That said there are books I reread probably once a year, a paperback romance novel that I adore (The Bridal Season by Connie Brockway) and a certain picture book I can’t get out of my head or heart (Many Moons by James Thurber). And there are some books I would like to reread, but I worry about not enjoying them as much the second time around. For me, much of the pleasure of reading comes from the discovery and journey of new characters to new places. I can remember where and when I read certain books and what was going on in my life. They are tied to the memory and that place, and trying to recapture that exciting and new feeling just doesn’t work for me.
Jessica Miller: Though there are some books that I would love to revisit, I rarely have time to reread. Too many great new books are being published every year and with my professional reviewing obligations, it’s all I can do to keep up with the new things that are coming out! That being said, I do make time every year to reread my absolute favorite book of all time, Tamora Pierce’s Alanna: The First Adventure. I don’t think a year has gone by since I was about 12 that I didn’t reread that book.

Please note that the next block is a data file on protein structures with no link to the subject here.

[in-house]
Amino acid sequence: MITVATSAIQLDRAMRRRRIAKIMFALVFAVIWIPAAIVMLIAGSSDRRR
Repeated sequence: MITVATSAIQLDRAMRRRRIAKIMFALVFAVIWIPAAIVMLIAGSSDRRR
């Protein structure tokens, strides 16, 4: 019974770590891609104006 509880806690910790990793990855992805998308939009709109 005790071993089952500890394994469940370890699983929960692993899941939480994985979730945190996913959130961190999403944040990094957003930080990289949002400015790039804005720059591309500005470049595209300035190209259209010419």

Sarah Debraski: I love to reread! You could probably guess that since my whole series of posts here is about rereading favorites from my teen years. :) When I was a teenager and younger child I used to reread all the time. I had a hard time finding new books that I liked in my library, so I just reread all the ones I knew I’d love already. As an adult I reread much less (I don’t seem to have that problem anymore of finding new books!), but there are some that I do turn to like good old comfortable friends — books by Rosamunde Pilcher especially. When I reread now I love re-discovering what made me love a book in the first place, and when I reread books from my childhood I do like looking at them with a new perspective.